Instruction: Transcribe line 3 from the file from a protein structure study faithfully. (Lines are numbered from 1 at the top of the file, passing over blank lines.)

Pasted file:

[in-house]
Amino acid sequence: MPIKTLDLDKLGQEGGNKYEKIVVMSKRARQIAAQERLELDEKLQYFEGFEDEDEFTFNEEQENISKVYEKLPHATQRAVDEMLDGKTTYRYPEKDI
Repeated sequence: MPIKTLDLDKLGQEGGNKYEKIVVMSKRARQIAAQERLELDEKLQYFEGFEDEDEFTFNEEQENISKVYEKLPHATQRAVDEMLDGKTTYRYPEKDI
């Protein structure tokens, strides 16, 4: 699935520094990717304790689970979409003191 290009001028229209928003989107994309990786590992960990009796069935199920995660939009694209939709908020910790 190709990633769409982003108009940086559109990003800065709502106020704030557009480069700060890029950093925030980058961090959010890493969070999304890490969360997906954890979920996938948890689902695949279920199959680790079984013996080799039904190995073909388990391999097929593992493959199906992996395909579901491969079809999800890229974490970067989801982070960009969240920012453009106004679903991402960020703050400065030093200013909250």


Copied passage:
Repeated sequence: MPIKTLDLDKLGQEGGNKYEKIVVMSKRARQIAAQERLELDEKLQYFEGFEDEDEFTFNEEQENISKVYEKLPHATQRAVDEMLDGKTTYRYPEKDI